Deportees From The North, Migrants From The South Overwhelm Mexican Border City

Mar 12, 2017
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LOURDES GARCIA-NAVARRO, HOST:

When I travelled along the U.S.-Mexico border in Texas, I found people increasingly worried about growing tensions between the two countries. When NPR's John Burnett visited the Mexican border city of Reynosa, here's what he found.

JOHN BURNETT, BYLINE: If the saying holds true that when the U.S. sneezes, Mexico catches a cold, then Reynosa has a bad case of the flu these days. Consider the nasty cartel war that's scaring tourists away, the surge of unemployed immigrants stranded in this frontier city and the general malaise brought on by Trump's Mexico bashing. One local entrepreneur has cashed in. Last year, Dalton Ramirez started selling Donald Trump pinata as fast as he could paste the red ties and yellow hair on them. During the campaign, it was Americans who bought them. Now that Trump is president...

DALTON RAMIREZ: (Speaking Spanish).

BURNETT: "It's the people over here who are asking for my Trump pinatas," says Ramirez. "They think he's making war on Mexicans. They see the pinata hanging in front of my shop, and they want to whack it."

This industrial city of 650,000 acutely feels the burden of Trump's aggressive immigration enforcement policies. The United States is deporting busloads of Mexicans and Central Americans who were in the country without permission, dumping them in Reynosa and other Mexican border cities, sometimes in the middle of the night. The director of A Traveler's Shelter (ph), Sister Maria Nidelvia, says Reynosa is no place for immigrants.

MARIA NIDELVIA: (Through interpreter) They're looking for a place to live. They're looking for work. They need food. They're insecure and poor. What are they to do?

BURNETT: Reynosa is dealing with an influx of deportees from the north and immigrants from the south. The city has traditionally been a popular staging ground for people coming from elsewhere in Mexico and Central America to jump the border into Texas. But that illegal traffic is slowing down. The Homeland Security Department reported last week that apprehensions of unauthorized immigrants on the southwest border dropped 40 percent from January to February, since Trump took office.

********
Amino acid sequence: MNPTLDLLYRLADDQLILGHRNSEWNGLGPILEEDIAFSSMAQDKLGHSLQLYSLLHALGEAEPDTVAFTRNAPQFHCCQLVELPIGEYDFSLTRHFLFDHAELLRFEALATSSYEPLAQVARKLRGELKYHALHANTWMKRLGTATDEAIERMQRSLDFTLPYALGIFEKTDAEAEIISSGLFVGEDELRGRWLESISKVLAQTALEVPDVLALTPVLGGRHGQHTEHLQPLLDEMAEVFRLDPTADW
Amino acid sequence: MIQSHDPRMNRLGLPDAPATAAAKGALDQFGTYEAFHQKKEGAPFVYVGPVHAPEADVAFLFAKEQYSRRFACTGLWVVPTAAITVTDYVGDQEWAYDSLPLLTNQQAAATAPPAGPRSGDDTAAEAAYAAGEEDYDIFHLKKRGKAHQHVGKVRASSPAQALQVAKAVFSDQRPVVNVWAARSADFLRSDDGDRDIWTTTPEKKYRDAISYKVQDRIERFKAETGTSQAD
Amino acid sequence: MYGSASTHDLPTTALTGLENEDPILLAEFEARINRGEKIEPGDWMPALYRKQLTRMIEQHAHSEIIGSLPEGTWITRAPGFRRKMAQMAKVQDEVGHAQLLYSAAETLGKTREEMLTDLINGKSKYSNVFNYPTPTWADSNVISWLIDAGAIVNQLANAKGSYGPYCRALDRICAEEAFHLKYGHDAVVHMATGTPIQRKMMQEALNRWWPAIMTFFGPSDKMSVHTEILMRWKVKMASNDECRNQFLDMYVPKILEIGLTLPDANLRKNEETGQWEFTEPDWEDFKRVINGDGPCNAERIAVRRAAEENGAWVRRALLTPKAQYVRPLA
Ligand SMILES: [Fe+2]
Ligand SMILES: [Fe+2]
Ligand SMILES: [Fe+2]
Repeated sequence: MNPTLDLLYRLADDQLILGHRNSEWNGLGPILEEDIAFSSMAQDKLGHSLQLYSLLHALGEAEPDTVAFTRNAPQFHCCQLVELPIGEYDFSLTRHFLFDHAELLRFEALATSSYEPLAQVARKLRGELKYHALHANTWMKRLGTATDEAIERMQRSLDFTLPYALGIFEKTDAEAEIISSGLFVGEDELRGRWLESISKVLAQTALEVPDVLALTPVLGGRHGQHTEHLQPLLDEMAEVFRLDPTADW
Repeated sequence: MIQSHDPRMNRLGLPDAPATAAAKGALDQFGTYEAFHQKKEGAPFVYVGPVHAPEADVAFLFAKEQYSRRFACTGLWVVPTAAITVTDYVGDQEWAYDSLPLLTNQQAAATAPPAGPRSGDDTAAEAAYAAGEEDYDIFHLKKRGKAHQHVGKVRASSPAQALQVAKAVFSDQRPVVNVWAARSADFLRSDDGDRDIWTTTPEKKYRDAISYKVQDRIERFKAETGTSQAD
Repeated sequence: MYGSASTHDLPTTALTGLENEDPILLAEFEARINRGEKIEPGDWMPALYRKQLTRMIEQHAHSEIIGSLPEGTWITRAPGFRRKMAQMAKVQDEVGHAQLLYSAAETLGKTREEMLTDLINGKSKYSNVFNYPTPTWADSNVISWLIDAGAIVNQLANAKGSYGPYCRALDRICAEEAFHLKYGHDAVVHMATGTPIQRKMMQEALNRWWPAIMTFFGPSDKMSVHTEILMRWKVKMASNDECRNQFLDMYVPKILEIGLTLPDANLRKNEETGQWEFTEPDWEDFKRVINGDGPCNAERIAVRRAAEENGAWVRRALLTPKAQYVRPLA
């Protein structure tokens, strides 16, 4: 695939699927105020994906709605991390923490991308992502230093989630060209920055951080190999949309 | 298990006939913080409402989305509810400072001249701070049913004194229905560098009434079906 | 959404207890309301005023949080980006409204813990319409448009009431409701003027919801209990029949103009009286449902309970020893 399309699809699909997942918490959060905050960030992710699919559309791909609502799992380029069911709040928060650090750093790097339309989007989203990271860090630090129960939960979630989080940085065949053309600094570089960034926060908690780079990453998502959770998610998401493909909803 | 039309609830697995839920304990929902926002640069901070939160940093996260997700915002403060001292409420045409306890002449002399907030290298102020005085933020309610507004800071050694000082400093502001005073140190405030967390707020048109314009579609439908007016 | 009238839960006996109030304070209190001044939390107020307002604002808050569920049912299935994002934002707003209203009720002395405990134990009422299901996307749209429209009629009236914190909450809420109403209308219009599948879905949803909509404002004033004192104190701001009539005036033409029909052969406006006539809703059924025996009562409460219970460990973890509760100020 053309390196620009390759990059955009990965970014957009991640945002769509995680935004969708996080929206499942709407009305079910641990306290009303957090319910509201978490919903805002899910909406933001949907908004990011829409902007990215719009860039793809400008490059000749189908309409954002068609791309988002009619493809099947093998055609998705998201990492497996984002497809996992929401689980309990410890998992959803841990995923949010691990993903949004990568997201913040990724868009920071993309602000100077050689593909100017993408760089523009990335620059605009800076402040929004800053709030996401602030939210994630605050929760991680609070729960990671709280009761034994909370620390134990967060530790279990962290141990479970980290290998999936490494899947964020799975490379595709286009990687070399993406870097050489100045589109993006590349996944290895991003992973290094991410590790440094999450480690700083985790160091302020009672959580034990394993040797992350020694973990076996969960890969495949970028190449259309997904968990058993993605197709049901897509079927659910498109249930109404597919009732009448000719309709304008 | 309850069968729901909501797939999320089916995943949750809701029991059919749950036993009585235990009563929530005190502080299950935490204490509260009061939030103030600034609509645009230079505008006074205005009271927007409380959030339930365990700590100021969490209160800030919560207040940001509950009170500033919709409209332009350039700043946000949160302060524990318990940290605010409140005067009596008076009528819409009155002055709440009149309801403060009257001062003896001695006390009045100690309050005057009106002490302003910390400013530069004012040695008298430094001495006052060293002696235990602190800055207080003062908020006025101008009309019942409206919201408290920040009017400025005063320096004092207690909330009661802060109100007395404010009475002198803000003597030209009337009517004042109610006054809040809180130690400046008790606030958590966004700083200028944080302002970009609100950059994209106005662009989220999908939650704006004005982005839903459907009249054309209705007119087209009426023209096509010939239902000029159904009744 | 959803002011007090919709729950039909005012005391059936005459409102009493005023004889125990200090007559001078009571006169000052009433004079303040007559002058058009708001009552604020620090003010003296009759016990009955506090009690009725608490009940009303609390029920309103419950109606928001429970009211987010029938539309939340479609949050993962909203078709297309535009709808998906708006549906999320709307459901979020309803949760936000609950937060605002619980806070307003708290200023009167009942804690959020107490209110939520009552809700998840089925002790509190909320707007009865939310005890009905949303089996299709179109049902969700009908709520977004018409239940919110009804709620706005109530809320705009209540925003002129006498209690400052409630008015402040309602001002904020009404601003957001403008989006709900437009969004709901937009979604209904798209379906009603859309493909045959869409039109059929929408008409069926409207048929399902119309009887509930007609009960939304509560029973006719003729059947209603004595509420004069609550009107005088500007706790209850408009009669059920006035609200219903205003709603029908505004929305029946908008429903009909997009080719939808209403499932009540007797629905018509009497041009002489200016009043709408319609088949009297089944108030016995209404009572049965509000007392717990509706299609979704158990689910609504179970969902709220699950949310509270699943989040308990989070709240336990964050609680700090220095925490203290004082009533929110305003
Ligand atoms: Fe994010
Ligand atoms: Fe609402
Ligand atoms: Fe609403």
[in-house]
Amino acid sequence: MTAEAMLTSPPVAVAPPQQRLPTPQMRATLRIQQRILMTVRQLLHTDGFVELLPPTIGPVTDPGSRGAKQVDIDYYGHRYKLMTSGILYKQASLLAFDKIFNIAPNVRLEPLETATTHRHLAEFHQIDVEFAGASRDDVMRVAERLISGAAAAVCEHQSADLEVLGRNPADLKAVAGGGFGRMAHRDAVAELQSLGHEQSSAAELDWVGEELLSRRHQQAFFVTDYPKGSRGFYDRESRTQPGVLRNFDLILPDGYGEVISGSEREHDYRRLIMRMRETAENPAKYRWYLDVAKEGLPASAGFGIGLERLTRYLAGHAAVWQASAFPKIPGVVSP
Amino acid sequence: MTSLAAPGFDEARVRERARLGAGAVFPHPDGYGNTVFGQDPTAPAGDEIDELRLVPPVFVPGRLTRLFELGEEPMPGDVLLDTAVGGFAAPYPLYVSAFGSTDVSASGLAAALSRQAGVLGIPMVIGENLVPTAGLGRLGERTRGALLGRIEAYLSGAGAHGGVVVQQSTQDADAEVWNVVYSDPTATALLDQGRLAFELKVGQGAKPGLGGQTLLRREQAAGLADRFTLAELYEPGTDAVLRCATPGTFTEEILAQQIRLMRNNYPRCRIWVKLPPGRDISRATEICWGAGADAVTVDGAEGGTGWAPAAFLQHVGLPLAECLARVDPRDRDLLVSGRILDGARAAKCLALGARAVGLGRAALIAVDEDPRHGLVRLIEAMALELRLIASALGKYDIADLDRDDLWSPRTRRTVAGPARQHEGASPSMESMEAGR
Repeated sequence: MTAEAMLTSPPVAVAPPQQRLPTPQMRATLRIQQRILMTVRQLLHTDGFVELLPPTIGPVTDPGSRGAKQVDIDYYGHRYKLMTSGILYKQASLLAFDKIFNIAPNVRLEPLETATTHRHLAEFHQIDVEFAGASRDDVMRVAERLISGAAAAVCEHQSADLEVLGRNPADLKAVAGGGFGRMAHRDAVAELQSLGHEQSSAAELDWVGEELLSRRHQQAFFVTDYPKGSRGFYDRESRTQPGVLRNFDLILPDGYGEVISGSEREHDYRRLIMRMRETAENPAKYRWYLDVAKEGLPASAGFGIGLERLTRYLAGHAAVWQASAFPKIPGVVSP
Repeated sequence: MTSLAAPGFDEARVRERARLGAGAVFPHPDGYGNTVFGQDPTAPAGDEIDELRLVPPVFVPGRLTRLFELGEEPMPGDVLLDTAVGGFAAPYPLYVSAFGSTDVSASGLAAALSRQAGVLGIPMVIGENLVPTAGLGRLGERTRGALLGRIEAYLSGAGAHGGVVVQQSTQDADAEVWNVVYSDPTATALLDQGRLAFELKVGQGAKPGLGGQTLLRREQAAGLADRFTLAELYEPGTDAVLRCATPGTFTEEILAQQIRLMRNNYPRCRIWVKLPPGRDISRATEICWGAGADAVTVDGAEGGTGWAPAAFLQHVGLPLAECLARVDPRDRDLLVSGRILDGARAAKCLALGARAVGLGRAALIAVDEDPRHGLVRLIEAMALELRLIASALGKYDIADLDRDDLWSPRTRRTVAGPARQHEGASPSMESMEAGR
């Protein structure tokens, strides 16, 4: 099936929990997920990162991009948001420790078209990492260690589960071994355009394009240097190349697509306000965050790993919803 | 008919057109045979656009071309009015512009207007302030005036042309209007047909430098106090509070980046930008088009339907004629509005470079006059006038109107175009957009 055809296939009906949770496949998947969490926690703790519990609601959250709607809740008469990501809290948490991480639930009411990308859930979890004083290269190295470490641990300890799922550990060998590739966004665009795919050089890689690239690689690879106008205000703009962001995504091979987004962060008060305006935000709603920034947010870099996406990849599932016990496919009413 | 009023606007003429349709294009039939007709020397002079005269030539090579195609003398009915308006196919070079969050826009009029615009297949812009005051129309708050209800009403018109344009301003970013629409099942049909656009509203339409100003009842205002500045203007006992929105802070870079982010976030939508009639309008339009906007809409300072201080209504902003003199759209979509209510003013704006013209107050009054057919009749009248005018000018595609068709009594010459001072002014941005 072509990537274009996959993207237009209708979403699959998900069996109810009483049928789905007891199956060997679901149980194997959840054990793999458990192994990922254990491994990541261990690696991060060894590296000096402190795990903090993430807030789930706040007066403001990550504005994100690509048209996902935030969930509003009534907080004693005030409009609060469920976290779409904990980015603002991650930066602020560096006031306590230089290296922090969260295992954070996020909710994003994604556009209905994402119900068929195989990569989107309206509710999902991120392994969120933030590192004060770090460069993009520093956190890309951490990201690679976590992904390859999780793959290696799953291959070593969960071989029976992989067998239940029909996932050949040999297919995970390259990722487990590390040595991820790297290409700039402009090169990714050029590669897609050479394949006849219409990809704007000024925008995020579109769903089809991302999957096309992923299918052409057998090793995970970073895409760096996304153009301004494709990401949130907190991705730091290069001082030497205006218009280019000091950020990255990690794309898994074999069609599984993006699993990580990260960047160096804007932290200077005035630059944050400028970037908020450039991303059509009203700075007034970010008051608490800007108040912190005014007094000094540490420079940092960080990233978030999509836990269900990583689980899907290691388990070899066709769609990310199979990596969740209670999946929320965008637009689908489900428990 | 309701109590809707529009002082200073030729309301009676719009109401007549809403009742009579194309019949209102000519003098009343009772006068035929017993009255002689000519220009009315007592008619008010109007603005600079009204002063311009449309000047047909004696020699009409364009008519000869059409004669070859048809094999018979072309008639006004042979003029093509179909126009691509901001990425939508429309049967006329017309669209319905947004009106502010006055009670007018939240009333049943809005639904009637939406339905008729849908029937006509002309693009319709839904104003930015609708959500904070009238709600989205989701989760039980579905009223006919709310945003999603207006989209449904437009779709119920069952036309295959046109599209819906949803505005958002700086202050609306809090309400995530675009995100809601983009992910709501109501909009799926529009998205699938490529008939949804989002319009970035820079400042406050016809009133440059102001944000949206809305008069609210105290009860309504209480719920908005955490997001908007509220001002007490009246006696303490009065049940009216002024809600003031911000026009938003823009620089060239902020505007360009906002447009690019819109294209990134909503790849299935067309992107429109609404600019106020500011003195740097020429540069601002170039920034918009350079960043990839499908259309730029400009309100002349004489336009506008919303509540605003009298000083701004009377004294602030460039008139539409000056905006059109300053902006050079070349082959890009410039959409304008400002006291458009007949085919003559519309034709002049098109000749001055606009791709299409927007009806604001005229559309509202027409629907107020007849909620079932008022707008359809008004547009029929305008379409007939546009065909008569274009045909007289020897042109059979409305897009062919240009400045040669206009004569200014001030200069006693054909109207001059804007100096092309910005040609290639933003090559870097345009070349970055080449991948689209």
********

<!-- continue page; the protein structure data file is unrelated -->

Migrants who made the long, dangerous trek to Reynosa find themselves in limbo. Antonio Herrera (ph) came all the way from La Ceiba, Honduras, with the intention of crossing illegally and finding work in the U.S. Now he's having second thoughts. He kills time, day after day, in an immigrant shelter on the south side of the Rio Grande.

ANTONIO HERRERA: (Speaking Spanish).

BURNETT: "Truthfully, we hope that God touches Mr. Trump's heart," Herrera says, adjusting his fedora, "and he gives us opportunity to come to the United States to work."

Could Trump's tough immigration stance be the harsh medicine that Mexico needs? Inside the downtown Zaragoza market, the president of the merchants association, Patricio Hernandez, congratulates Trump for forcing Mexico to face reality.

PATRICIO HERNANDEZ: (Through interpreter) I don't like Trump's politics. But there's a good side to everything. Trump is taking care of Americans. We have to take care of our house. The Mexican government should be concerned about the illegals who went to the U.S. and the lack of work here in Mexico. Trump is forcing us to be responsible for our own house.

BURNETT: Hernandez recently did his part by hiring an unemployed Mexican immigrant to work in his jewelry store, making keys.

(SOUNDBITE OF MACHINE WHIRRING)

BURNETT: Horacio Gutierrez is a husky 30-year-old who traveled here from southern Mexico, like many others, with the intention of using Reynosa as his departure point.

HORACIO GUTIERREZ: (Speaking Spanish).

BURNETT: "My plan was to go to the United States," he says. "But then this president came, and it's gotten tough for us. We're seeing he's deporting lots of people." So Gutierrez cuts keys in the marketplace, unable to send any money home to his family in Chiapas. But, he says with a wan smile, it's better to make less money here in Mexico and not live in fear of the immigration police. John Burnett, NPR News, Reynosa. Transcript provided by NPR, Copyright NPR.